I am what people would call a worrier. I worry about everything. I expect things to go wrong. People say I’m pessimistic, and they’re correct. Why be an optimist? Where’s the fun in that? The world is a nasty place where the idiots are in control. If you constantly expect the best, you’re going to be let down more often than not, and then you’ll just be that fool taking it on the chin, painting a sunny outlook on some depressing vista.
A pessimist, like me, always expects to get fucked over. I’m not just talking about major events, I’m talking everyday annoyances like “I bet you the lights change just as I get to them” or “It’ll rain when I leave the house”. Now if neither of these events happen, it’s internal high five city. I win. In your face, Universe.
How much of a pessimist am I? Well I’m a glass half empty guy, where the liquid in the glass also happens to be piss. So I’ve borderline nihilistic pessimism levels. But this means I get lots of little wins. It must be exhausting being an optimist, the type of person who always has a smile on their face like today is the greatest day of their lives. Being a pessimist takes zero effort. Optimists fool themselves and push all their losses and disappointments deep down inside, all the while maintaining their moronic sunny disposition. They are the ones who grind their teeth in their sleep. A pessimist rails against every loss, and have no mask to maintain. Me, I sleep like a baby.
This rather lengthy preamble is to show that if something bad is possible, I think “why not me” and expect it to happen. This was certainly the case when I witnessed a strange occurrence on a beach on the island of Koh Samui in 2009.
I was on holiday with my better half in a gorgeous boutique resort (that’s right, I’m fancy) which was so good we didn’t leave the grounds for about a week. There was excellent food, great staff and rather than hotel rooms we all had little bungalows which were dotted around the edge of the beach overlooking the sea. What’s more is that the resort did not have any rowdy teenagers or employ any holiday reps, who are, and I cannot stress this enough, worse than The Black Death.
One morning I left our bungalow, fragile, cardboard mouthed and hungover, to go to the little open air bar to pick up make-my-head-better-now supplies. As I shambled along the path digging the sleep out of my eyes, I sensed something was not quite right with the resort. It was a cloudy day, and there didn’t seem to be anyone around, so the bleakly deserted feel to the place also gave me pause.
I kept walking towards the bar and noticed that my favourite barman was on duty. Although he had very little English, and our chats were not particularly meaningful, he did wear a name tag on his shirt that simply read “ZOD”. He was Zod the barman. It would probably be the only time in my life I would get to address someone bearing that name, and I relished every single time I got to say it aloud:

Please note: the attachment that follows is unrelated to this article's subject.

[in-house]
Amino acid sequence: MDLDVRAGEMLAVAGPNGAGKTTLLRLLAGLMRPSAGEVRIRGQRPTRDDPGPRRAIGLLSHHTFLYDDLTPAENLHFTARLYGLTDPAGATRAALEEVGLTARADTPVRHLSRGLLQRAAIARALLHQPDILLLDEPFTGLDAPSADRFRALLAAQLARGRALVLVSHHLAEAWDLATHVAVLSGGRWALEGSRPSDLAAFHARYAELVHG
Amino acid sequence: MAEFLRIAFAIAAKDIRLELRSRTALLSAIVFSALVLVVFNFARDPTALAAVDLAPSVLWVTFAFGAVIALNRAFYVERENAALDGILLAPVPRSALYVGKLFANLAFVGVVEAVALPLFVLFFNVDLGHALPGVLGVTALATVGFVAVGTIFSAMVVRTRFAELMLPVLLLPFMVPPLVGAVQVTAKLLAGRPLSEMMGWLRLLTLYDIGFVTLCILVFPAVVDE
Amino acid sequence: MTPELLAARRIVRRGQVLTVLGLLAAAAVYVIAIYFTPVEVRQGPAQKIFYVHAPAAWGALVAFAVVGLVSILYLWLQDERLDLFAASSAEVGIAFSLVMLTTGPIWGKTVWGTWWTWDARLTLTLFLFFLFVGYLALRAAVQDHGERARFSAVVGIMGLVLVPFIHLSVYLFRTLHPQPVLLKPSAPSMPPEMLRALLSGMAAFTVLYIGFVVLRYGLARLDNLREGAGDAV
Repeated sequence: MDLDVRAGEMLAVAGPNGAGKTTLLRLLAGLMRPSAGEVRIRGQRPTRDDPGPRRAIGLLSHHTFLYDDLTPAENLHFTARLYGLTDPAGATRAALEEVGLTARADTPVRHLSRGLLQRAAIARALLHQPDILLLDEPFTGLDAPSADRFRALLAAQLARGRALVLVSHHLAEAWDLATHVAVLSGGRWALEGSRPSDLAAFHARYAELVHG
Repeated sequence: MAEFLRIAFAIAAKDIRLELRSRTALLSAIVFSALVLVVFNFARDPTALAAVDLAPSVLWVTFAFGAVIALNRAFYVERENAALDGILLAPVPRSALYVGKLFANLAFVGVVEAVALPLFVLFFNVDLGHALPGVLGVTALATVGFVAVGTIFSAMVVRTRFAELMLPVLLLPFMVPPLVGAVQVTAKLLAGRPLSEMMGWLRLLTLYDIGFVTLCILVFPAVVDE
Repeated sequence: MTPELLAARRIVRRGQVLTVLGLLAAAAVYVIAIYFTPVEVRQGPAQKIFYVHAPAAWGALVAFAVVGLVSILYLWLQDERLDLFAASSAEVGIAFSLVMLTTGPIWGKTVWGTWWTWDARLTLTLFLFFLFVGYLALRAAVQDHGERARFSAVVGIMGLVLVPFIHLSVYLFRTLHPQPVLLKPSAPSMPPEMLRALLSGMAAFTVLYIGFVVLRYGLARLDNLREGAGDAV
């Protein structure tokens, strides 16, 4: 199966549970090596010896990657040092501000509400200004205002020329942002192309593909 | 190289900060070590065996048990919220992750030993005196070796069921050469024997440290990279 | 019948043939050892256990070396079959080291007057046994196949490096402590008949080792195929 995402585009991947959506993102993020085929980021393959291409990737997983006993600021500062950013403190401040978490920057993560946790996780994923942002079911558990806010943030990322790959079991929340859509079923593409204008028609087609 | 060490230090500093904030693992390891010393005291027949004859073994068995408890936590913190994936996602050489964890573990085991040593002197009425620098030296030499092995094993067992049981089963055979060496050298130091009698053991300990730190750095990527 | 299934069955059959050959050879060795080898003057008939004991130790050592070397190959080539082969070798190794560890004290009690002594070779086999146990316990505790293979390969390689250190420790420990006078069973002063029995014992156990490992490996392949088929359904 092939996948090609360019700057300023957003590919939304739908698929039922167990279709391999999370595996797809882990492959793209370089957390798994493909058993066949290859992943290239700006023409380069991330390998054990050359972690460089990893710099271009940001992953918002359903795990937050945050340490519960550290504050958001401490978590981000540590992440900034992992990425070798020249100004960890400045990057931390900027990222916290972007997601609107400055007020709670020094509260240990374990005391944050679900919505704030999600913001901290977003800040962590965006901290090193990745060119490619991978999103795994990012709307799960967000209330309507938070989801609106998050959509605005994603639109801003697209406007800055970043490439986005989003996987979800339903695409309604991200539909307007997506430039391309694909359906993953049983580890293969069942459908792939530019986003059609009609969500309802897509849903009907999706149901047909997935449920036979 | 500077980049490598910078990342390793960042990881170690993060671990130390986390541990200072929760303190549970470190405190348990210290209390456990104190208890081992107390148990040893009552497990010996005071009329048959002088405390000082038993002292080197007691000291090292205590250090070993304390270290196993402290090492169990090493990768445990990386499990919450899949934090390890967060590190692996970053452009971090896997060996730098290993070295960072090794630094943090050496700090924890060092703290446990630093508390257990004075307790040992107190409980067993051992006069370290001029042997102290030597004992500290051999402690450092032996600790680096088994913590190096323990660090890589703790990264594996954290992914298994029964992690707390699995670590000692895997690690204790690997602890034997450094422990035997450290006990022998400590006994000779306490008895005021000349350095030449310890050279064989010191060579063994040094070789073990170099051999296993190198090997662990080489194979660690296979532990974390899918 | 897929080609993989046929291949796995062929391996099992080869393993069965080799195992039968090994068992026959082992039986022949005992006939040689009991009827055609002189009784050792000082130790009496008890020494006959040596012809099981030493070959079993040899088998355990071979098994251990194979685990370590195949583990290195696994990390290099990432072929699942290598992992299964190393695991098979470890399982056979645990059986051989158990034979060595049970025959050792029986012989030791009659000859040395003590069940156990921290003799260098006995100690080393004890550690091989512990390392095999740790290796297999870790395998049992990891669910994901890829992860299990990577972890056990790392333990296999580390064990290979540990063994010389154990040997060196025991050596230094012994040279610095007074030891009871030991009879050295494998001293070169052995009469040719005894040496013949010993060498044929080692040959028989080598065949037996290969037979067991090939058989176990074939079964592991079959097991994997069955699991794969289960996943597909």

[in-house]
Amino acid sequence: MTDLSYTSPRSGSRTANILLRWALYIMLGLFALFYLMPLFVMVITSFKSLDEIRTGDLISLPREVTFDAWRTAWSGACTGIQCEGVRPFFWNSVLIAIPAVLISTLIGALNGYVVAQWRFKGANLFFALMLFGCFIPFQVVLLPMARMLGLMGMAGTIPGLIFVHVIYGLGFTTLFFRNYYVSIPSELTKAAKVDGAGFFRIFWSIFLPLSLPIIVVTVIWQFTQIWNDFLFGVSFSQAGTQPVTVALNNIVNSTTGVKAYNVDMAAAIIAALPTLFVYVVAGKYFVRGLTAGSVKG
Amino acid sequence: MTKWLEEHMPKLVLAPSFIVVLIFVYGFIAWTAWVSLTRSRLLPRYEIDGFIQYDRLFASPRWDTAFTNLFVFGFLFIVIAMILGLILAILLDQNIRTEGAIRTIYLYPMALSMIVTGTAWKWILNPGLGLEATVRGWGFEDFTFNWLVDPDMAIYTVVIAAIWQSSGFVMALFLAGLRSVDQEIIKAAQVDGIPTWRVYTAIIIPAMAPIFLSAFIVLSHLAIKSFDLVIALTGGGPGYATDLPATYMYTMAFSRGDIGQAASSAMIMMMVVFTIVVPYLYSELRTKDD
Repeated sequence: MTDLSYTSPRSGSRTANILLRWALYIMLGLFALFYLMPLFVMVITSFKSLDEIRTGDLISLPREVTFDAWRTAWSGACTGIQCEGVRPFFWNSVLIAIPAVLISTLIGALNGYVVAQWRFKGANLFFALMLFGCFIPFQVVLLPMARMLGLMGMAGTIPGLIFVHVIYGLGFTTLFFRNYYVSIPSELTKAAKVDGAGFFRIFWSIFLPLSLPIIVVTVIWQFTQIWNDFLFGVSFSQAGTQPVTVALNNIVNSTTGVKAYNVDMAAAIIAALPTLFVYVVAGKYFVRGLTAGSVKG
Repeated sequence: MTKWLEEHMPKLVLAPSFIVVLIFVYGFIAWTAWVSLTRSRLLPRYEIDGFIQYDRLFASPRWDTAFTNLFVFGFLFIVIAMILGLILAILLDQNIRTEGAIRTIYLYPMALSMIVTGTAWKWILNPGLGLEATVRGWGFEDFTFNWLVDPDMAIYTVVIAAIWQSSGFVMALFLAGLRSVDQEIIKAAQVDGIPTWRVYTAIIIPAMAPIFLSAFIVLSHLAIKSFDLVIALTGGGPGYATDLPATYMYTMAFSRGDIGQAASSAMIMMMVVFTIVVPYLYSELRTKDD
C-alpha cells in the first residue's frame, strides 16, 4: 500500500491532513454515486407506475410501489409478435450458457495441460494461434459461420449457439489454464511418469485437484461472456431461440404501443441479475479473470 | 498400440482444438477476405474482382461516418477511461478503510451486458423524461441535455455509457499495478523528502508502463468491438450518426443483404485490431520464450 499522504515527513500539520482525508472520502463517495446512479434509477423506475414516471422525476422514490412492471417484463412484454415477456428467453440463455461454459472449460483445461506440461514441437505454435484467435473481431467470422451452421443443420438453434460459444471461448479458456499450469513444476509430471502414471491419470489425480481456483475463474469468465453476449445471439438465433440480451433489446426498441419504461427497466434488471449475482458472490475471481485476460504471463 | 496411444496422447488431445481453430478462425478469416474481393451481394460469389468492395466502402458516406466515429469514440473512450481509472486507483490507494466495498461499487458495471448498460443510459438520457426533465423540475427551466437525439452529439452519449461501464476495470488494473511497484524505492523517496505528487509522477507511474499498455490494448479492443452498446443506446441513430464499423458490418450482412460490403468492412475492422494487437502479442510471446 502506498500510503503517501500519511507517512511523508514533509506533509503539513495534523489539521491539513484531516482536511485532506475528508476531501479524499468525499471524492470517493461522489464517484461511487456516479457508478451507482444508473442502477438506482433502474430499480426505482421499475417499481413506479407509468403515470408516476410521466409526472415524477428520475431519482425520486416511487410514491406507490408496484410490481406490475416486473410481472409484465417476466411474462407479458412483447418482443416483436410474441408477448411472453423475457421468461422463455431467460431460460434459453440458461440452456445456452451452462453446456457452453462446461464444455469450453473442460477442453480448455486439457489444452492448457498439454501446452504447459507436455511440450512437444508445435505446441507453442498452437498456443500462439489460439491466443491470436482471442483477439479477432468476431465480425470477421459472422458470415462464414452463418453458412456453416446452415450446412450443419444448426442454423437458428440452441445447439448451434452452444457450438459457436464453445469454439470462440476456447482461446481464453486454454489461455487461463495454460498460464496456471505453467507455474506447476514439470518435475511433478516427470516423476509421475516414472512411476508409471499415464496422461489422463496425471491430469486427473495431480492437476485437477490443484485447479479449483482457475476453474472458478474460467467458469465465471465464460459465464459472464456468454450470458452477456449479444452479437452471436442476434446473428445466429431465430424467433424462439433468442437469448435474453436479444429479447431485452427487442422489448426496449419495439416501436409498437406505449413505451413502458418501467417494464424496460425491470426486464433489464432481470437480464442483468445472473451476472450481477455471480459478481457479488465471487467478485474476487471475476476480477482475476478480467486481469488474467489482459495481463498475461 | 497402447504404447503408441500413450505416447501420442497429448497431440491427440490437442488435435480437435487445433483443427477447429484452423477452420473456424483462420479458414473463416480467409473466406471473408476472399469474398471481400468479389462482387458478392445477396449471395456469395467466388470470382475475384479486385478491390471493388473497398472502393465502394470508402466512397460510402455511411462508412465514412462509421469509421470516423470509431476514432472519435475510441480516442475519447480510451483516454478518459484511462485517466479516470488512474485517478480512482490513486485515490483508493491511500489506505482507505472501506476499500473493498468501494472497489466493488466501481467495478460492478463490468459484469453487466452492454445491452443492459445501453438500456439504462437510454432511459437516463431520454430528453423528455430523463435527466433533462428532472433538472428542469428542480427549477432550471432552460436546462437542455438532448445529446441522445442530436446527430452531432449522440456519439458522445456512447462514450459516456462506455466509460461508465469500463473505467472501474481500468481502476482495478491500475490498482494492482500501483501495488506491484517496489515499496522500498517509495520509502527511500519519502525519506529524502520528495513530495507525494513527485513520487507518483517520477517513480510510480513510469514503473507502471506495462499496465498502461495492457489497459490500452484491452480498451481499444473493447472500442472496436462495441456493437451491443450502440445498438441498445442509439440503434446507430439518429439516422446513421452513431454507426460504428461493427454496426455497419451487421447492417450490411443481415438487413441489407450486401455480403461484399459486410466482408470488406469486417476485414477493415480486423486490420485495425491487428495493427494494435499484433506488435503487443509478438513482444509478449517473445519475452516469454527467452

Zod, my good man…. I will sit before Zod…. Vodka please Zod….Have one yourself there Zod….
As much as I wanted to, and as much as I tried to naturally engineer it, I could not come up with a realistic scenario in which I could get him to say “Kneel Before Zod”, but that certainly did not stop me saying it while acting the drunken fool. Deplorable behaviour I know, but seriously, how many times am I going to meet a guy called Zod? That’s one off the bucket list.
Anyway, I kept trying to figure out what it was that wasn’t quite right, but the cloud of stupidity floating above my cartoon hangover was not allowing me to process the images I was seeing.
I reached the bar and sat down, trying to at least remember why I was there in the first place. I must have been thinking really hard, because Zod looked at me curiously and asked if I was ok? I flipped the switch from think mode to talk mode and tuned back in. I told him I was simply hungover. He put up his hand to stop me and said aloud “2 Long Island Iced Teas and 2 packs of Marlboro”. Oh Zod, you know me so well. Maybe later. No, definitely later.
I asked for water, and after analyzing my dreadful body language, Zod went off to rustle me up some headache tablets. (This was fairly typical Thai behaviour. Collectively, from my experience, Thai people are as wonderful, kind and friendly a people as you could ever hope to meet). So there I was sitting on the stool trying to look vaguely human. I’d switched back to thinking mode and all of a sudden it hit me: The sea was gone.
Where once had been a beach with a sea, now stood a marshy sandpit. I looked out to…well… sea, to see where it had gone, and it was a long way off. I’m no good with distances so let’s just say I wouldn’t fancy having to walk out to find it.
Suddenly the cogs and gears of my mind began to click into action. Had I seen this before? What did this phenomenon mean? My internal, poorly maintained, Wikipedia page was consulted. This wasn’t simply the tide going out. Then it hit me; this is what happens before a tsunami. Holy shit. Panic stations. Sound the Klaxons. It’s happening. The thing I was most worried about is actually going to happen while we’re here. Fucking typical.